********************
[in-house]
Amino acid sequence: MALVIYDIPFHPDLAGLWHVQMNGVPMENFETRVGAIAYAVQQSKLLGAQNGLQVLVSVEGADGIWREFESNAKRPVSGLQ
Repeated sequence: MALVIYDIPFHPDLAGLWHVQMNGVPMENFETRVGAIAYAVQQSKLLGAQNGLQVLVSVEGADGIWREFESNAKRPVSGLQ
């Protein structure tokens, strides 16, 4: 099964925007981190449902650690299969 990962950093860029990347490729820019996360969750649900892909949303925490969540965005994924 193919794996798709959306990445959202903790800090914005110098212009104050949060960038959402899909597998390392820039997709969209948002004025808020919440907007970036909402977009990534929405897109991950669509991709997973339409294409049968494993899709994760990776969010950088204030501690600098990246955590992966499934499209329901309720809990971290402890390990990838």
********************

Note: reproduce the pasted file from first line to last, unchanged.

[in-house]
Amino acid sequence: MALVIYDIPFHPDLAGLWHVQMNGVPMENFETRVGAIAYAVQQSKLLGAQNGLQVLVSVEGADGIWREFESNAKRPVSGLQ
Repeated sequence: MALVIYDIPFHPDLAGLWHVQMNGVPMENFETRVGAIAYAVQQSKLLGAQNGLQVLVSVEGADGIWREFESNAKRPVSGLQ
């Protein structure tokens, strides 16, 4: 099964925007981190449902650690299969 990962950093860029990347490729820019996360969750649900892909949303925490969540965005994924 193919794996798709959306990445959202903790800090914005110098212009104050949060960038959402899909597998390392820039997709969209948002004025808020919440907007970036909402977009990534929405897109991950669509991709997973339409294409049968494993899709994760990776969010950088204030501690600098990246955590992966499934499209329901309720809990971290402890390990990838």